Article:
In a column today, U.S. Marine Corps veteran J. Stephen McIntyre takes on state Rep. Earl Ehrhart and all those criticizing Emory University for its stand on behalf of undocumented students.
McIntyre recalls another effort by Georgia legislators to tell Emory officials who could attend their university; Georgia leaders warned Emory 56 years ago that it would lose its tax exemption if it admitted African-American students. So Emory sued the state. And won.
I asked McIntyre for a short bio. He responded: “I have lived in Atlanta for most of my life dating back to 1965. I am a proud father, American, reader of history, and UGA football fan. I do not work for Emory and do not have children who attended Emory. I wrote this commentary because I really care about Emory as a private institution. I am also a Methodist who knows a thing or two about Emory’s commitment to Wesleyan values.”
By J. Stephen McIntyre
Throughout the past two weeks, there has been a continuous stream of threats to Emory University regarding its review of options on how to protect and support DACA students (undocumented students who have received Deferred Action for Childhood Arrivals).
In interview after interview, individuals like state Rep. Earl Ehrhart, R-Powder Springs, have perpetuated allegations that Emory’s support for DACA students is somehow subverting federal laws. These views suggest that Emory is somehow trying to paint itself as a rebel university.
Nothing could be further from the truth.
The requests by students, staff, faculty, and alumni — totaling more than 1,500 — did not demand Emory subvert federal immigration laws, but rather to make clear the university’s policies on compliance and collaboration with immigration authorities.
Emory, as a private university, does not have walls around its campus, nor does it allow any Tom, Dick, or Harry to enter its premises to do as they please. In their letter to Emory President Claire Sterk, petitioners asked that Emory follow the lead of sheriffs of Fulton and DeKalb counties.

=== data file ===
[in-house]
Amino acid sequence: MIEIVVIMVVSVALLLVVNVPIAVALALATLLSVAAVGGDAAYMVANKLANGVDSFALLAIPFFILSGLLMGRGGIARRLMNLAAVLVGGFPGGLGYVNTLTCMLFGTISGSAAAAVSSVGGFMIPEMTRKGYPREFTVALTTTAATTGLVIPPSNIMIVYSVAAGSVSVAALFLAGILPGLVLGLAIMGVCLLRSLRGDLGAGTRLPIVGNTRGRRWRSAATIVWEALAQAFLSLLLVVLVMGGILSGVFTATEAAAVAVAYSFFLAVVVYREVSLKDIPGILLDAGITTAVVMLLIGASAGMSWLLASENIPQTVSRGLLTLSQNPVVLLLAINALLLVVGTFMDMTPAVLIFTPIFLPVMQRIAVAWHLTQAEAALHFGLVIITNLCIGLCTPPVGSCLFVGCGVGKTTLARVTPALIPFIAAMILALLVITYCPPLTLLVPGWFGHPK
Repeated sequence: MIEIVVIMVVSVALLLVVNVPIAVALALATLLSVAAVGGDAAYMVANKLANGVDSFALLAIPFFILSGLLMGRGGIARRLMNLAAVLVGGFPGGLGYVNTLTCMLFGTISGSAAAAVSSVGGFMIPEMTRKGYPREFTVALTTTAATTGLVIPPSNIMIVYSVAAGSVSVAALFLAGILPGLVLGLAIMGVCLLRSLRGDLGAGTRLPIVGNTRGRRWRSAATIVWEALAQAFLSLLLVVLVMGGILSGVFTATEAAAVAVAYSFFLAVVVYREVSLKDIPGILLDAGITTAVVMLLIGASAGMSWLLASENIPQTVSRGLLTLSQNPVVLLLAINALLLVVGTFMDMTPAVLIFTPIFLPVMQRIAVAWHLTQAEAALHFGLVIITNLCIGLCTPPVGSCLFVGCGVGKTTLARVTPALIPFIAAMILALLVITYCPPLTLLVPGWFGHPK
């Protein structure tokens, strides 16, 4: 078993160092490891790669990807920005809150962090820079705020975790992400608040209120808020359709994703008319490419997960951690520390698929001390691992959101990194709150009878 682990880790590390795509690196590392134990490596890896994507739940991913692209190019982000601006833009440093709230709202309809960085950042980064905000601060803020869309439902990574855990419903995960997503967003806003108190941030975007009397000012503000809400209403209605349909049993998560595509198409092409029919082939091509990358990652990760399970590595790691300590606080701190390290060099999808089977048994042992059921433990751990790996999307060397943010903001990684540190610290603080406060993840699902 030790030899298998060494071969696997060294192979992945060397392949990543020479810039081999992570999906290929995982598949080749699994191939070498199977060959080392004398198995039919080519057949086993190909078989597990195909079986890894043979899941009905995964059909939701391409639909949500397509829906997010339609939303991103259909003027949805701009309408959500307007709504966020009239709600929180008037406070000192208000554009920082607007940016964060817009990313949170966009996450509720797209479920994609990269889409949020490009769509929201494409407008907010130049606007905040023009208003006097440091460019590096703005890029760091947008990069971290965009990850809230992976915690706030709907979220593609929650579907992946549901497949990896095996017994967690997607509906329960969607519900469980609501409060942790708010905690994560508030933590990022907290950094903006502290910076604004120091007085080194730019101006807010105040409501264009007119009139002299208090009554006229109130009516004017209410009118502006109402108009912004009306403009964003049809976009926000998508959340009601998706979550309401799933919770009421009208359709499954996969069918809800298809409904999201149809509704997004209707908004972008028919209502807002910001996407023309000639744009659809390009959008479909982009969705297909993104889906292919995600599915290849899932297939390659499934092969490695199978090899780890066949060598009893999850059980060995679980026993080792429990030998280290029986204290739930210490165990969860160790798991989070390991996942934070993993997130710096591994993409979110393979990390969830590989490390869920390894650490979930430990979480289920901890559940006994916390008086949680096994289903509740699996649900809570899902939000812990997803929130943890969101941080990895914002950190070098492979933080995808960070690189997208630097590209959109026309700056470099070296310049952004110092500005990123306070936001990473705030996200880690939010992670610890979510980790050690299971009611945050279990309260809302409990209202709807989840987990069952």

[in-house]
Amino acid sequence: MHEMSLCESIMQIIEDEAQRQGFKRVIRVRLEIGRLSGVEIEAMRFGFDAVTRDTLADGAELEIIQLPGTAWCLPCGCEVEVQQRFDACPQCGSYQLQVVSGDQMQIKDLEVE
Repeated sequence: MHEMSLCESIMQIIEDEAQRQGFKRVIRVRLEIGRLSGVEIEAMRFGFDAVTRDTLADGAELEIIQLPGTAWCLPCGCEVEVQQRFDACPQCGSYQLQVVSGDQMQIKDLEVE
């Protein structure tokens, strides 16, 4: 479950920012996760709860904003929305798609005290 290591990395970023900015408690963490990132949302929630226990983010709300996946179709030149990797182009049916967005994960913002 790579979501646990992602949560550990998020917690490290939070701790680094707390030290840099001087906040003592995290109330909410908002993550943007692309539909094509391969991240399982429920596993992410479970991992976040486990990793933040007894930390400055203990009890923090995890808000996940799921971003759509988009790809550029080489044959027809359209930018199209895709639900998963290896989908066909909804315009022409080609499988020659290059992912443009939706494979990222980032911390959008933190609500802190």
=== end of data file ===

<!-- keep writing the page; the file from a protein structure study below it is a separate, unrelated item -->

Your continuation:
Essentially, the demands were that the university remind Immigration and Customs Enforcement the university is not in the business of having its members turn against each other nor would it allow federal authorities a free hand in the day-to-day operations of the university. Rather, the demands were that Emory re-affirm its policy of inclusiveness and protection for all members of its community.
But, in recent weeks, critics who remain ignorant of the 2011 ICE directive that colleges/universities — like hospitals, funeral homes, and places of worship — remain off-limits for ICE interrogations and arrests seem steadfast on making the university an apparatus of the federal government.
When these critics launched their campaign of misinformation, they did so — almost exclusively — toward Emory. They ignored the counties in the Atlanta metropolitan area that have also opted to not willfully comply with the possibility of a federal crackdown on undocumented immigrants. They also ignored the role of the university itself, i.e., to create a space for higher learning that is free from intimidation.
Rep. Ehrhart’s latest attempt at legislator bullying is nothing new. In the past, Rep. Ehrhart has targeted LGBT student groups, an art exhibit on AIDS, survivors of sexual assault, and racial/ethnic minorities. His threats to Emory, however, should shock any private business owner or any private citizen for that matter.
In efforts to again make the headlines, Rep. Ehrhart has sought to intervene on the matters of private institutions. He is claiming state legislators should decide which group of students should be allowed on Emory’s campus.
Sadly, we have heard this story before.
In the late 1950s, Emory University was the target of another group of state legislators who were angered by the possibility that a private university like Emory would allow African-Americans on its campus. At the time, Georgia law maintained that private institutions like Emory serve only one race.
In Emory’s case, the view from Georgia legislators was that it would serve only white students. Thus, an African-American attempting to pursue an education at Emory would thereby be in violation of state law — an “illegal” to borrow a word often used by Rep. Ehrhart. By admitting and supporting black students, Emory could thereby be held in contempt of Georgia law and could potentially lose its tax-exempt status.
But, in 1962, Emory administrators demonstrated real leadership when they filed a lawsuit against the tax commissioner of Georgia. The case, which was eventually decided in favor of Emory by the Georgia Supreme Court, marked a significant landmark in the ability of a private university to decide who they would allow on their campus.
Fifty years later, we hear the echoes of late 1950s and the early 1960s. If history — and common sense — teach us anything, it is this: The champions of government overreach and bigotry never win. They are disregarded as more individuals come to realize that universities — not fame-seeking politicians —should decide how to conduct the affairs of their campus.
I hope that in the near future, Emory defy bullying, assert itself as a strong institution of higher learning and not serve as a pawn in a strange political game.